"If anything has a good chance of passing in spite of the clock, it's this bill for everyday Americans," said Susan Neely, president and CEO of American Council of Life Insurers.
Groups are also pushing for the repeal or further delay of several taxes created by ObamaCare, including the repeal of the "Cadillac tax" on high-cost health plans.
"This tax does not hit 'overly-generous' plans," said James A. Klein, president of the American Benefits Council, which is pushing for repeal of the Cadillac tax. "It disproportionately affects health plans that are expensive because they cover large numbers of older workers, women, and families with chronic or catastrophic health conditions. Congress must act now!"
Many of these priorities have support among at least some lawmakers in Congress, and a number of them - including repeal of the Cadillac tax, passage of the retirement bill and extension of the alcohol excise tax relief - have bipartisan backing.
Earlier this week, a group of Senate Democrats wrote a letter to the chamber's leaders urging them to prioritize clean energy tax extenders in any tax bill.
But it's not clear whether there will be any year-end tax legislation this year, and some lawmakers and observers think that a package is unlikely.
"If I had to handicap the prospects for an end-of-year tax deal right now, I would be more pessimistic than optimistic," said Todd Metcalf, a former aide to Democrats on the Senate Finance Committee and now at PricewaterhouseCoopers.
Tax legislation would likely move along with a spending bill that isn't just a short-term stopgap measure, Metcalf said. Lawmakers are still negotiating on spending bills ahead of a Dec. 20 deadline.
Metcalf also said that some of the tax provisions that used to motivate Congress to pass end-of-year tax extenders are now permanent. The remaining temporary tax provisions "don't have the same kind of political juice," he said.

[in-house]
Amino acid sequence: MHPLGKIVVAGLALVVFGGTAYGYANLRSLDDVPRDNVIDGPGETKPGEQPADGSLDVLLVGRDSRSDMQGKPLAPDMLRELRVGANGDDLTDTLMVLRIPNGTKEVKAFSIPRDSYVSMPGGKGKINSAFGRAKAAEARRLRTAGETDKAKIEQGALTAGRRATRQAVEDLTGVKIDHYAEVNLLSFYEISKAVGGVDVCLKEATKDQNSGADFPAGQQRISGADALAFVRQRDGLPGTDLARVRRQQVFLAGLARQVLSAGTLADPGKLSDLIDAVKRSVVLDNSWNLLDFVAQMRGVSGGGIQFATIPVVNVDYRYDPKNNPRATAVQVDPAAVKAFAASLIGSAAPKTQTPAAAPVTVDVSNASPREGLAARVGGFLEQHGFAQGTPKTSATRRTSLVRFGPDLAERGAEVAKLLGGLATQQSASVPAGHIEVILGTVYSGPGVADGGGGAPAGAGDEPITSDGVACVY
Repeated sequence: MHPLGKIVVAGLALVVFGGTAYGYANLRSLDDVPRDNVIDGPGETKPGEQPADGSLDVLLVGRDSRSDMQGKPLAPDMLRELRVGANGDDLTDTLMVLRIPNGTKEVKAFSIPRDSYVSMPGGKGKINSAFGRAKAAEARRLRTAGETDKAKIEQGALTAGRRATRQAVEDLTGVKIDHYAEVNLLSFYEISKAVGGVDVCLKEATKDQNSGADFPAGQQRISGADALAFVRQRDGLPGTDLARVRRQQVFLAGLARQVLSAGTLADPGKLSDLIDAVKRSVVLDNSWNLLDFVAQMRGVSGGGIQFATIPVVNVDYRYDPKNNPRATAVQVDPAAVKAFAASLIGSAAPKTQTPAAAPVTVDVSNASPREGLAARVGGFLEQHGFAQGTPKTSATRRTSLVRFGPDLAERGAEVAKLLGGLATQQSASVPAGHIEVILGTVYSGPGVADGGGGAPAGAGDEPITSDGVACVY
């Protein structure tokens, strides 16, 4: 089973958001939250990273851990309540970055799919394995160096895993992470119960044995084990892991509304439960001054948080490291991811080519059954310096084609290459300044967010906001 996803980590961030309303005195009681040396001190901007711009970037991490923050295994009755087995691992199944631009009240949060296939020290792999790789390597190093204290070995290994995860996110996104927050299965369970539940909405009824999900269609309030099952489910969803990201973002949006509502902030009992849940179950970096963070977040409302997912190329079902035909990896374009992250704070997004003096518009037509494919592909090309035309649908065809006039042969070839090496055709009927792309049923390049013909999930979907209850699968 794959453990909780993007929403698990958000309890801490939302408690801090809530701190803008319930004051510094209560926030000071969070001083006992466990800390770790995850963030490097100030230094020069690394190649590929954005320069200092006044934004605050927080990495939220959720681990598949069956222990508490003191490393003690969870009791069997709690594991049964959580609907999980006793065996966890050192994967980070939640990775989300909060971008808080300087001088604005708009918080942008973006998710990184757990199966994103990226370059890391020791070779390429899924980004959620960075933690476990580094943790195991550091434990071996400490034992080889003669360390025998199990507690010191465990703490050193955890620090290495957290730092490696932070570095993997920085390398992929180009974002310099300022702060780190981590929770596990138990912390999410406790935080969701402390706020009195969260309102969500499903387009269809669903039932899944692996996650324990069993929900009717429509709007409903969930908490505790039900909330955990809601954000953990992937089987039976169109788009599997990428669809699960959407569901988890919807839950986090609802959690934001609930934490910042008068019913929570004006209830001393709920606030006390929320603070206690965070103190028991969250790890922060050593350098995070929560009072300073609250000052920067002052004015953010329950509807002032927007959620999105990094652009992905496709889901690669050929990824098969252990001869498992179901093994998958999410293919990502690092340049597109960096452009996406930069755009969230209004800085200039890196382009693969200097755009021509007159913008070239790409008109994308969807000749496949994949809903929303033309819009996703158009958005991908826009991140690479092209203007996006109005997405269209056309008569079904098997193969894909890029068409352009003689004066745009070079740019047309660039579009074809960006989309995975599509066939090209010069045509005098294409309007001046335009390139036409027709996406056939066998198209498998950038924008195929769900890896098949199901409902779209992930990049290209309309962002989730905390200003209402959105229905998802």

And the parties have their own priorities. House Democrats are interested in pairing a renewal of tax breaks benefiting businesses with expansions of refundable tax credits that benefit low- and middle-income families, such as the earned income tax credit and the child tax credit. But that's a tough ask for Republicans, and any year-end tax package would need to be bipartisan to be enacted.
House Ways and Means Committee Chairman Richard Neal (D-Mass.) on Wednesday reiterated his interest in expanding the tax credits and said he thinks there's room to reach an agreement with Republicans.
"I think that the extenders bill ought to include an expansion of the earned income tax credit and a more robust child credit," he told reporters.
The top Republican on the Ways and Means Committee, Rep. Kevin Brady (R-Texas), told reporters Wednesday that Democrats and Republicans are trading offers to try to reach a consensus but don't have a deal yet. He said that if talks fall through, he doesn't think there will be a package to simply extend expired provisions.
Brady said that the sizable refundable tax credit expansions Democrats are seeking are a "non-starter."
"We continue to have concerns about the fraud within those programs," he said, adding that the amount of spending Democrats are seeking is "not realistic."
As the clock ticks down, industry groups are remaining upbeat about the chances their priorities will be addressed.
Jim McGreevy, president and CEO of the Beer Institute, said he feels that there is energy at the end of the year for Congress to tackle a number of items.
"I hope extenders is one of them," he said.